It's neither easy nor trivial and provides some decent practice for a first timer. Here are the kinds of questions you can expect from this site:
- Maximum of array
- Vowel count
- The weighted sum of digits
- Body Mass Index (BMI)
- Sum of digits
- Median of Three
- Neumann's Random Generator
- Array Checksum
- Modulo and time difference
- Average of an array
- Array Counters
- Binary Search
- Dice Rolling
Once you start solving these program, your programming logic will improve and you will learn how to apply the knowledge of operators, data structures, and algorithms to solve a problem.
Slowly, you will learn how to approach any problem. Once you solved the beginner's problem, you can start with intermediate and some difficult ones to test your knowledge and gain some confidence.
Remember, it's problem-solving skills that make you a good programmer — not just knowing the syntax of any programming language, e.g. C or C++. Once you learn how to code or how to program, you can solve the same problem in any programming language.
If you like books, you can also purchase a book to learn how to program, Head First Programming, which teaches you how to code and write a program using Python.
The CodeAcademy site provides an online IDE or Java Editor where you can not only code but also check your program by running and debugging it.
Another site that I am going to share with you guys is CodingBat. This site is another excellent resource to practice and learn to code in Java and Python.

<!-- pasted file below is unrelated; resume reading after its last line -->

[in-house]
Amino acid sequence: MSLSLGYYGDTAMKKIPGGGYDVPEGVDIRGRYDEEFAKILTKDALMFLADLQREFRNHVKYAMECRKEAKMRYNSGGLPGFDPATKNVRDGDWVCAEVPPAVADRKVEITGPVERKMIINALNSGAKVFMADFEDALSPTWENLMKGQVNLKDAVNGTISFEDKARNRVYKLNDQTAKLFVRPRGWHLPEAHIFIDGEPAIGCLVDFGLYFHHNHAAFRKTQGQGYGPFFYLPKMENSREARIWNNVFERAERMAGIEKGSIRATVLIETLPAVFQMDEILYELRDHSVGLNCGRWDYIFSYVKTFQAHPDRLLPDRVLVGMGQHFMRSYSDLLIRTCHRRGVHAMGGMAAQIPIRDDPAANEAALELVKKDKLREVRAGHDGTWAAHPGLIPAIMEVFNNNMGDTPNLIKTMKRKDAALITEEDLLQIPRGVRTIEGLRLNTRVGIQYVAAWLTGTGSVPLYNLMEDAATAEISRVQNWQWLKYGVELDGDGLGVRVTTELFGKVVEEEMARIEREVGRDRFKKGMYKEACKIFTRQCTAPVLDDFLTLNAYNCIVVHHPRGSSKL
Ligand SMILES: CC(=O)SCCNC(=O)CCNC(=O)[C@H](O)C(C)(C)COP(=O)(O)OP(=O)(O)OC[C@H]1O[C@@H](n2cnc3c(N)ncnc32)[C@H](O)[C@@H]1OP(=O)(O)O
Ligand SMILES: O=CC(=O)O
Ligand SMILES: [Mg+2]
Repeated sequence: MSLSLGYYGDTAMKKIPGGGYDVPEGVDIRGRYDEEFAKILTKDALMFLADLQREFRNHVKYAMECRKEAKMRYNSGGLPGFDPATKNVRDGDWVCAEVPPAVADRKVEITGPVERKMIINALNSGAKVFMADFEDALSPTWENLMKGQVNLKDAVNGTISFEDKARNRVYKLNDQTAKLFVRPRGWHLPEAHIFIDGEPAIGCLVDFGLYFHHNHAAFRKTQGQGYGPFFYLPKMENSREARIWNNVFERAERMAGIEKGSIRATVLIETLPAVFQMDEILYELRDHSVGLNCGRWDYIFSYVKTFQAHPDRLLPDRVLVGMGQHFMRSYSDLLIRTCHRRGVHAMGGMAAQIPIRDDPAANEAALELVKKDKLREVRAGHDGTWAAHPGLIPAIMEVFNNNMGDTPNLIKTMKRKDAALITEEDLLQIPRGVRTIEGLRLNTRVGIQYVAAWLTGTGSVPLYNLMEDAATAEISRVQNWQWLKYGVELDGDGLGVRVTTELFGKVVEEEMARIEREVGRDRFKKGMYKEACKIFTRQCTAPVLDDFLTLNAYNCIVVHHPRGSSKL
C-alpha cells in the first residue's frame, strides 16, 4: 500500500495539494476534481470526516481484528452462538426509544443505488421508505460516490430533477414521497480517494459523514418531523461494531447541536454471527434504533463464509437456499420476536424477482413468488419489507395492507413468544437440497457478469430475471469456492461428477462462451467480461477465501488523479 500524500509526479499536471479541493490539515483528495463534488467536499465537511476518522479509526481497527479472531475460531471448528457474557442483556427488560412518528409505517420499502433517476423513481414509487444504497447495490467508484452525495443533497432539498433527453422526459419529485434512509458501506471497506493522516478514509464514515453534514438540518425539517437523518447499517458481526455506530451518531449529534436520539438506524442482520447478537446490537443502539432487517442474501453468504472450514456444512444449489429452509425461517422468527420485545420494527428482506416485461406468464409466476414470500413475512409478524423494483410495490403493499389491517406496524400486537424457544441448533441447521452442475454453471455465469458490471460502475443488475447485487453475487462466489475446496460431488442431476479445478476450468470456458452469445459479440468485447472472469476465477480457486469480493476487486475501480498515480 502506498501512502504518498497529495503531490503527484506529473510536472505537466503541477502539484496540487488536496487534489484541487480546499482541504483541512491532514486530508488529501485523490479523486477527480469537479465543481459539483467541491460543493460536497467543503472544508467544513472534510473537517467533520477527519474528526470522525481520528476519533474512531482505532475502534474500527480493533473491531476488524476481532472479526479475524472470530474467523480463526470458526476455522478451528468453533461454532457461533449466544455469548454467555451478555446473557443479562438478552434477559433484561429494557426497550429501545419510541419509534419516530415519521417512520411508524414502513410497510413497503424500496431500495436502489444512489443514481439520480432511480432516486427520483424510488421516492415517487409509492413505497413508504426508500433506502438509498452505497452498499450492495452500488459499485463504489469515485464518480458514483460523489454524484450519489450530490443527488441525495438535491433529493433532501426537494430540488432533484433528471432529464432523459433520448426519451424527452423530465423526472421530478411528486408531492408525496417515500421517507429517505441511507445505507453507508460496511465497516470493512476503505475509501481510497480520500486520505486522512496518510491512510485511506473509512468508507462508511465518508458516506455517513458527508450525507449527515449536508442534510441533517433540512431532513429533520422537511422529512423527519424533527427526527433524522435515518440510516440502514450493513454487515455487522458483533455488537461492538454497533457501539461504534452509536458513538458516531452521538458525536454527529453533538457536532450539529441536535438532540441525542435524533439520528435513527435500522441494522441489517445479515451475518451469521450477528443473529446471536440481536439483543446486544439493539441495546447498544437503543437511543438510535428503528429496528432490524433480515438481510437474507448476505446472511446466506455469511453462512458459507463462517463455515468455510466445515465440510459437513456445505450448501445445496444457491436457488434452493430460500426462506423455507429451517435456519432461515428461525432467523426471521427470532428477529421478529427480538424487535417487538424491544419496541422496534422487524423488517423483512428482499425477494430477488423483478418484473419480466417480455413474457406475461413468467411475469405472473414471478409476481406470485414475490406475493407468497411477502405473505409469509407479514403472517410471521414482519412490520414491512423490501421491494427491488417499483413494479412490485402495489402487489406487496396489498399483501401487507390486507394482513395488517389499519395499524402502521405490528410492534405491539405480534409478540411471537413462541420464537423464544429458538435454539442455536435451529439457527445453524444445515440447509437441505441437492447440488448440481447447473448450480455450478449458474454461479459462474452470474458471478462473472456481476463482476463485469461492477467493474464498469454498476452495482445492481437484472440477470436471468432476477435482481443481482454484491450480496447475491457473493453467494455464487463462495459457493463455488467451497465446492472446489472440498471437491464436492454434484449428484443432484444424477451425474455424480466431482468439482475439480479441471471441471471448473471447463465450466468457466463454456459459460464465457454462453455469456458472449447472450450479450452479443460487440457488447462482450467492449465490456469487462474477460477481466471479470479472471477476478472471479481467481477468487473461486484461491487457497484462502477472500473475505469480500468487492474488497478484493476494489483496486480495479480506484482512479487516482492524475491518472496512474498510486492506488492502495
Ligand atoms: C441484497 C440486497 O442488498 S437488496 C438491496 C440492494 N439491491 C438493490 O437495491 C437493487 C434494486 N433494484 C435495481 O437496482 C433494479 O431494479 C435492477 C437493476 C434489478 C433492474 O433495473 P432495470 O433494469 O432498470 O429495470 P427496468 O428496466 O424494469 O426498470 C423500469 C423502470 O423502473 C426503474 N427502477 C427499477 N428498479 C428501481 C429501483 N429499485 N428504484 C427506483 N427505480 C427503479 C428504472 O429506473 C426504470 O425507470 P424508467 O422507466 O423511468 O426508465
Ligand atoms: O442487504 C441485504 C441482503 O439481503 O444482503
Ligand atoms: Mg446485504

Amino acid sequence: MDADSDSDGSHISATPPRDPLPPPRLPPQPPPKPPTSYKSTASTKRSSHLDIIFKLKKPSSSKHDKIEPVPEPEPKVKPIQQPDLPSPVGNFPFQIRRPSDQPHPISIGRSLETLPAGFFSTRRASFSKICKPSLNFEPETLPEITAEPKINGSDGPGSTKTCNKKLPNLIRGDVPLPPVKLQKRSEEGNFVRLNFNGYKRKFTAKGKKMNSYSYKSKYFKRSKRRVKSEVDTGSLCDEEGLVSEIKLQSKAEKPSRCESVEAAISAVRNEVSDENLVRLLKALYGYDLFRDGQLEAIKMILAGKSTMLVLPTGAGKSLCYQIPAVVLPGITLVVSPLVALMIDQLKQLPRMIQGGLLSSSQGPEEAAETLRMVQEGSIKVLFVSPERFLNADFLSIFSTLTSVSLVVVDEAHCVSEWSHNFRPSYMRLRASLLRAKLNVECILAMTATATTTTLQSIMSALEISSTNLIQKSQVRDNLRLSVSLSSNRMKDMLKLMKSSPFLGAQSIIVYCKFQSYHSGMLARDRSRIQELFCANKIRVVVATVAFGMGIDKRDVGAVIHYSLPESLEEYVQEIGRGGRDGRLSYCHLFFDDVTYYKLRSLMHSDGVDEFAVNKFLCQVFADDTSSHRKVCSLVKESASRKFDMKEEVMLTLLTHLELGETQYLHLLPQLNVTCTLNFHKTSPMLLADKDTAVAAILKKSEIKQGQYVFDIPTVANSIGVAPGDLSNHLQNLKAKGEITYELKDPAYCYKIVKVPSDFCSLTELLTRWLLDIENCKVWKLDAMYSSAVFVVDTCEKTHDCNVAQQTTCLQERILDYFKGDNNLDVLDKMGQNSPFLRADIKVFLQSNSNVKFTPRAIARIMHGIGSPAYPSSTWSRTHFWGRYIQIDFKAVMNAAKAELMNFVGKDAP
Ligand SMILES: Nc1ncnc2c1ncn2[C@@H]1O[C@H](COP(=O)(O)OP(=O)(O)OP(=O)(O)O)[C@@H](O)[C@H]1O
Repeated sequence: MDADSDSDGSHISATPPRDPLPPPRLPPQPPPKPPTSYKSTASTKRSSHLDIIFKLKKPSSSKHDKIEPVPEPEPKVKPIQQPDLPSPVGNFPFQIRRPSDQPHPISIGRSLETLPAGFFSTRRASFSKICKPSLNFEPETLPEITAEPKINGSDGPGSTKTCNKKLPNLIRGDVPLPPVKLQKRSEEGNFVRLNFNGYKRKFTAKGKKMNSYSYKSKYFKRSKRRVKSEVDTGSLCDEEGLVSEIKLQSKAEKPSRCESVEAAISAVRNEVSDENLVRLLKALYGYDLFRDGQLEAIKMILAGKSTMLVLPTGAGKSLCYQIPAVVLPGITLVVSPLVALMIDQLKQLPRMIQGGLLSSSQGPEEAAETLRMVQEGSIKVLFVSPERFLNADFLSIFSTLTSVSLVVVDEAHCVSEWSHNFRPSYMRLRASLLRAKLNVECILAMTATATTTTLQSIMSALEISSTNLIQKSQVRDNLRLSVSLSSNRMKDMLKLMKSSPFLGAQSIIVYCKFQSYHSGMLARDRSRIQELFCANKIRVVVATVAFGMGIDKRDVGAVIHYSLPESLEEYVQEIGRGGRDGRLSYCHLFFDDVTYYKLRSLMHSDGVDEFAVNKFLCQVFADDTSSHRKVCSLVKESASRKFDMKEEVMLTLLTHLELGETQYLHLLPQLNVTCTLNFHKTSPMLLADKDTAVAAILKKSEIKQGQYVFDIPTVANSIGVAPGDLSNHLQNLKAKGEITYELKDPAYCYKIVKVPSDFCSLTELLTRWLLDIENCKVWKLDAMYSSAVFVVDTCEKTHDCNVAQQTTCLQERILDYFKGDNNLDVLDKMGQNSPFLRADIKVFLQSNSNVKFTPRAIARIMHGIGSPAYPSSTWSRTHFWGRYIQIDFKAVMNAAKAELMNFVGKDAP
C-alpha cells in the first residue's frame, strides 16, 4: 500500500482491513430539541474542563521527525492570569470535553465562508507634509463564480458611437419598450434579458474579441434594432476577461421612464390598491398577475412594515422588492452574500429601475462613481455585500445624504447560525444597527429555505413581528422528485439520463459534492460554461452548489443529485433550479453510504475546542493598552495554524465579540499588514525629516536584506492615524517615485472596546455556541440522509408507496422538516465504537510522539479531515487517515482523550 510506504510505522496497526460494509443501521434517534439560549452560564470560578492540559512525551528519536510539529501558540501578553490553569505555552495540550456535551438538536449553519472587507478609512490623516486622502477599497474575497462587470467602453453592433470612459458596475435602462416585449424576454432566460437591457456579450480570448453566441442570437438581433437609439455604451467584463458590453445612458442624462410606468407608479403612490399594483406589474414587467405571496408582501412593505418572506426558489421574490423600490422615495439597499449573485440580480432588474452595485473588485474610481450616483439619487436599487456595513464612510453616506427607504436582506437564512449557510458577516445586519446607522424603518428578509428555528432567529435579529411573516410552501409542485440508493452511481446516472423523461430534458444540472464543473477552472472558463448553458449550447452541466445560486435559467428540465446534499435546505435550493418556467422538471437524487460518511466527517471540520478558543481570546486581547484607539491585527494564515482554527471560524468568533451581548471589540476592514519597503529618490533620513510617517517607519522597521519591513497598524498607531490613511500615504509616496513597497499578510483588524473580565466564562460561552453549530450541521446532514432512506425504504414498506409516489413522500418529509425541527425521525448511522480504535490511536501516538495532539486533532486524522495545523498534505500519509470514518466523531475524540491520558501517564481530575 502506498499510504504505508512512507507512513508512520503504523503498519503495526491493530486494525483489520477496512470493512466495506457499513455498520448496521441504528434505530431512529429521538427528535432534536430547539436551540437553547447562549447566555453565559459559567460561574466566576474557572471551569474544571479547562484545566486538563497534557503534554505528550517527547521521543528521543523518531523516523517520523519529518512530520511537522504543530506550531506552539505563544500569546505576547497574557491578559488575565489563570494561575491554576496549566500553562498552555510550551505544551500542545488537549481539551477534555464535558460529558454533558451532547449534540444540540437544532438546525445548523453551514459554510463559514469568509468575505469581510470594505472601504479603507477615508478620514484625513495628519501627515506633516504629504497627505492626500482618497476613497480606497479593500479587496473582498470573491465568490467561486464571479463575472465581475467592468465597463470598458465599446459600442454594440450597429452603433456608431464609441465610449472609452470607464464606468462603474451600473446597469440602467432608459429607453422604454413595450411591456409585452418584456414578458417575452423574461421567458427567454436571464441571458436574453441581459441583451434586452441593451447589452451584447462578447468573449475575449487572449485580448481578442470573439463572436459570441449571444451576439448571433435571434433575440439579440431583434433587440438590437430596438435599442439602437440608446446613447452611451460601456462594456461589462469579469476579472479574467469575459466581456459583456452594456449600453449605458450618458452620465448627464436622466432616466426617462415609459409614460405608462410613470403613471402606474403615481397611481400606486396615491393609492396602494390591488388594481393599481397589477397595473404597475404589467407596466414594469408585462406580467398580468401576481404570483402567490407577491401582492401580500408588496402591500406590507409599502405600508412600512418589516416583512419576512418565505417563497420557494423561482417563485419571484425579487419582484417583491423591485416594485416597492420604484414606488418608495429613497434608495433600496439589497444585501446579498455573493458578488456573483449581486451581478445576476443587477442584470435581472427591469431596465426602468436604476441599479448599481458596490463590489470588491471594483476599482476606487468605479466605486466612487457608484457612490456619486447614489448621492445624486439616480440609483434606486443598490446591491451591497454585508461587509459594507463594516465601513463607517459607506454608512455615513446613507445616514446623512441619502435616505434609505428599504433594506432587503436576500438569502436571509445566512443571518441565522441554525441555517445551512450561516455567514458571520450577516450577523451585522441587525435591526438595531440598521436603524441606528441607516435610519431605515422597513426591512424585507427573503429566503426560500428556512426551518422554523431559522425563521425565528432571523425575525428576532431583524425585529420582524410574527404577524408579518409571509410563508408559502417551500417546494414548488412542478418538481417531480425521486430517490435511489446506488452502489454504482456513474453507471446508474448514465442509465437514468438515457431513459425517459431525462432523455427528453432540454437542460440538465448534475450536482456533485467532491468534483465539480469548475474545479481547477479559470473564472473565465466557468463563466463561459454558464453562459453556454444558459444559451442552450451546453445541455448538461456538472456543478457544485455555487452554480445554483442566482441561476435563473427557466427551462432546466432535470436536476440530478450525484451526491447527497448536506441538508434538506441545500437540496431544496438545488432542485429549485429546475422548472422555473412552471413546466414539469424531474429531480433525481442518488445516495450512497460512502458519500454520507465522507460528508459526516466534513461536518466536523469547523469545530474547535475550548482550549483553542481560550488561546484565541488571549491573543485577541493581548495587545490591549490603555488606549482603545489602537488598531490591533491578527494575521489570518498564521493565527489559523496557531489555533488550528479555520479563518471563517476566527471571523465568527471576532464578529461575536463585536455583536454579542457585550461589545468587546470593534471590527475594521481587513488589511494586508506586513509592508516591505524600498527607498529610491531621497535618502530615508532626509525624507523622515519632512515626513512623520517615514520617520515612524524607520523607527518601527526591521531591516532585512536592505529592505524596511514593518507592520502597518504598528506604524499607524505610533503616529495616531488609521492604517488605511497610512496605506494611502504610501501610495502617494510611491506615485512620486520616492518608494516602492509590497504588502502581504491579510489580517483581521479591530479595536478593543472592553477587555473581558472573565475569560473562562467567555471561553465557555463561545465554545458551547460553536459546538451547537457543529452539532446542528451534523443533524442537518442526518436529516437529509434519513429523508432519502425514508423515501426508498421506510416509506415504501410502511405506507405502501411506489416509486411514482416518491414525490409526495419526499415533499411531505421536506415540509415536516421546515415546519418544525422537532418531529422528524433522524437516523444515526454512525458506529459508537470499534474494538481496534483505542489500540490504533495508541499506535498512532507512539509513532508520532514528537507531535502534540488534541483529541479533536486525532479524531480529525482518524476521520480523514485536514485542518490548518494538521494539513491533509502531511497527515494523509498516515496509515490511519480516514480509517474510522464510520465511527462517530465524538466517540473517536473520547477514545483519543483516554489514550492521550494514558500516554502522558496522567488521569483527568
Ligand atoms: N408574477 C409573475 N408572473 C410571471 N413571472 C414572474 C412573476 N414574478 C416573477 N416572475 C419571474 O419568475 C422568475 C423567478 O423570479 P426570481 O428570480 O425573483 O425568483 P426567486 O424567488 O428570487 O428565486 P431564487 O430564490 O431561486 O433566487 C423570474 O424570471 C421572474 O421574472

Just like CodeAbbey, you need to register, but that's good because you can track your progress. It also contains beginner level programming problems from useful topics like String, Array, Logic, and Recursion.
I really like their questions about recursion, as it's one of the most difficult concepts to master. They also have questions at different difficulty levels.
Once you log in, you can select any question and you will be asked to write code for that method in Java or python, Every program has a clear specification, often you need to implement a particular method.
Once you were done, you can run your program and test with different input, including boundary conditions, which are actually designed by CodingBat.
Their input set is really good too, and you will learn quickly about why your program doesn't run on a particular input. Here are some of the questions you can expect at CodingBat:
You have two monkeys, a and b, and the parameters aSmile and bSmile indicate if each is smiling. We are in trouble if they are both smiling or if neither of them is smiling. Return true if we are in trouble.
monkeyTrouble(true, true) ? true